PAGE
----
A former citigroup trader has filed a complaint against a bank in Singapore after she has been fired because of alleged connivance happening between her and a colleague which involves rigging the currency market.
Ms. Tian Yuhui was fired by the bank she is connected with after her four month’s maternity leave. She is suing the bank for the loss of income, deferred cash awards and stocks and for her to be reinstated in her job. This information is all noted in a lawsuit which was filed last August in the higher court in Singapore. Also, the former trader is asking the Citicorp Investment Bank (Singapore), the banks local unit to withdraw “adverse notifications” that was sent to the regulators.
Last October, the Citigroup filed a defence stating that they are entitled to terminate the currency spot options trader last May. Last year, during the internal investigation, they have uncovered five chat conversations from the year 2011 to 2013. These chats involve Ms. Tian and a Japanese colleague according to the court papers. The claims that the chats reveal Ms. Tian’s intention to trade with a view to affect or manipulate the US dollar-Japanese Yen spot price around 3pm Tokyo fix, a key currency market benchmark. The dollar-yen is a major currency in the US about $5.3 trillion- a-day (S$7.6 trillion-a-day) foreign exchange market.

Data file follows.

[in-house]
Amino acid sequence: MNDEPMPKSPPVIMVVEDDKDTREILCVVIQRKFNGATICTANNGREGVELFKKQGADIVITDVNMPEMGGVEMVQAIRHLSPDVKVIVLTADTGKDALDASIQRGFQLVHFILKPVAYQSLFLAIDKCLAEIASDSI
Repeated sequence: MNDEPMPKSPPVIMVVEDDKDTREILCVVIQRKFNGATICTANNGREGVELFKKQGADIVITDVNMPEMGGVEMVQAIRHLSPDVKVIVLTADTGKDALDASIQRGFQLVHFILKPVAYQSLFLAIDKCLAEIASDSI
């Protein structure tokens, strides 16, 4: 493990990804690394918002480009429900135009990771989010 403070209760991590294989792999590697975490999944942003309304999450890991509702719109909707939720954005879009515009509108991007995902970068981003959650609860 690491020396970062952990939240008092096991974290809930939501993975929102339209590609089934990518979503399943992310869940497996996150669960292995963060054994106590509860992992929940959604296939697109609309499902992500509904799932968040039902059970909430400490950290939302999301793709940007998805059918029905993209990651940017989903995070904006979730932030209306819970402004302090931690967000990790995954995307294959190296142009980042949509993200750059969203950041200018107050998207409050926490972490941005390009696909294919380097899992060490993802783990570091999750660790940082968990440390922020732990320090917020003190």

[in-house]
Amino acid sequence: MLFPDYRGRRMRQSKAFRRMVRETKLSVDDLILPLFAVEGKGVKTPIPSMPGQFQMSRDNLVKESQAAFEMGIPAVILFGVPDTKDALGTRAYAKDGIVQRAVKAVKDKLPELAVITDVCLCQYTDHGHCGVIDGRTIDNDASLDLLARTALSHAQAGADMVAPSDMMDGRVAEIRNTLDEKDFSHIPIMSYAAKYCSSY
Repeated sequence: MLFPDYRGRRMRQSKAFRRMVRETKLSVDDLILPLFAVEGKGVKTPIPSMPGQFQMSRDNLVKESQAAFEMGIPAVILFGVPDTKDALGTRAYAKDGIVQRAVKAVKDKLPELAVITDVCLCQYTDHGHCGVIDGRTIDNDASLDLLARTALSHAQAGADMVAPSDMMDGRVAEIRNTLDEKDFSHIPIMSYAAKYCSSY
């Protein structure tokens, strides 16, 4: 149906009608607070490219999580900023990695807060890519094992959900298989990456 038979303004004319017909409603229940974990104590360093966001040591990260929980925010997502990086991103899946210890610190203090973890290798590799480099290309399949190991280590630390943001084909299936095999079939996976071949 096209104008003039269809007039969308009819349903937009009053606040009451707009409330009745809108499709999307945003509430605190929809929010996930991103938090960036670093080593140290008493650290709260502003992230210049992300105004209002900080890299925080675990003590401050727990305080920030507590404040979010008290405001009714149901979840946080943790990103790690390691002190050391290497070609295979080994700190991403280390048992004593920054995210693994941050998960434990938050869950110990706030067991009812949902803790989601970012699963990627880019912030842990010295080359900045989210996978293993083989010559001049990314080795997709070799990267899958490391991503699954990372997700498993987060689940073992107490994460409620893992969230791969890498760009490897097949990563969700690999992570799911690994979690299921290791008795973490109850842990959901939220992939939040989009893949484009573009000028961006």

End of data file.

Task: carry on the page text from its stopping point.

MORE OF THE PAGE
Wong Siew Hong, the lawyer of Ms. Tian said that Ms. Tian has been unfairly dismissed without further notice.
There will be an upcoming closed hearing that is set in Dec. 17. For the years, banks have paid out more than US$10 billion which serve as a fines resulting to the scandal involving the alleged currency rigging with a pending criminal investigations in the US and Britain. Over the last 2 years, there have been at least 30 traders from different banks that were fired, suspended or put on leave since the scandal take place.
According to court papers, some of the chats includes “You are the best,” Ms Tian told her Japanese colleague right after he told her that he placed “fake bid” to defend the dollar-yen spot rate at 84.01. Ms Tian also told him to “push the fix”. The Japanese trader is also dismissed from work according to court papers.
With all these allegations, Ms. Tian said that it’s just a matter of miscommunication or wrong choice of words. The word choices may not be appropriate and has given the wrong impression. She also said that she did not tell the Japanese trader to place a fake bid and that the chats only reflect “common practice” of entering a bid order, and later withdrawing it. Ms. Tian was paid $18,900 a month. According to the court papers, Ms. Tian believes that her duty was to generate income for Citigroup.